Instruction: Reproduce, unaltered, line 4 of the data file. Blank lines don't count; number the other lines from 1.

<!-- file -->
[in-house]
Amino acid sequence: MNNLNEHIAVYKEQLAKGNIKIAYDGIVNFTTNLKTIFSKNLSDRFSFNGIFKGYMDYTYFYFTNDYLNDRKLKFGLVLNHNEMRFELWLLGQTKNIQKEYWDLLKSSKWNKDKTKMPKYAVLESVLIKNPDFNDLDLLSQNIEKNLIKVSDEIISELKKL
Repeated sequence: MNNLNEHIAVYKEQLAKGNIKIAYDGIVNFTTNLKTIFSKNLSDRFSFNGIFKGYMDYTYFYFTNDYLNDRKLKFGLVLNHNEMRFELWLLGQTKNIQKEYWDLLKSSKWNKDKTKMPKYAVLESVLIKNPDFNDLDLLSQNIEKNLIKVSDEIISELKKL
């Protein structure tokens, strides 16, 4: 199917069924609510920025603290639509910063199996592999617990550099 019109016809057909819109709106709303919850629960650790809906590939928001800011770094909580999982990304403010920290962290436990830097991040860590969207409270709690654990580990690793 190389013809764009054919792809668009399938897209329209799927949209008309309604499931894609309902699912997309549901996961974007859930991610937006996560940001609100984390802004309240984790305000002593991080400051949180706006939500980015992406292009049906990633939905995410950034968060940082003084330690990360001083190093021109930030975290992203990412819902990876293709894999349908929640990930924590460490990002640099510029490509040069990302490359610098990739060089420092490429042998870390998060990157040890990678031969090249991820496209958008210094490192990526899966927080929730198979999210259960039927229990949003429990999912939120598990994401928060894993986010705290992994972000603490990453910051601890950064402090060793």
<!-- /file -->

């Protein structure tokens, strides 16, 4: 199917069924609510920025603290639509910063199996592999617990550099 019109016809057909819109709106709303919850629960650790809906590939928001800011770094909580999982990304403010920290962290436990830097991040860590969207409270709690654990580990690793 190389013809764009054919792809668009399938897209329209799927949209008309309604499931894609309902699912997309549901996961974007859930991610937006996560940001609100984390802004309240984790305000002593991080400051949180706006939500980015992406292009049906990633939905995410950034968060940082003084330690990360001083190093021109930030975290992203990412819902990876293709894999349908929640990930924590460490990002640099510029490509040069990302490359610098990739060089420092490429042998870390998060990157040890990678031969090249991820496209958008210094490192990526899966927080929730198979999210259960039927229990949003429990999912939120598990994401928060894993986010705290992994972000603490990453910051601890950064402090060793």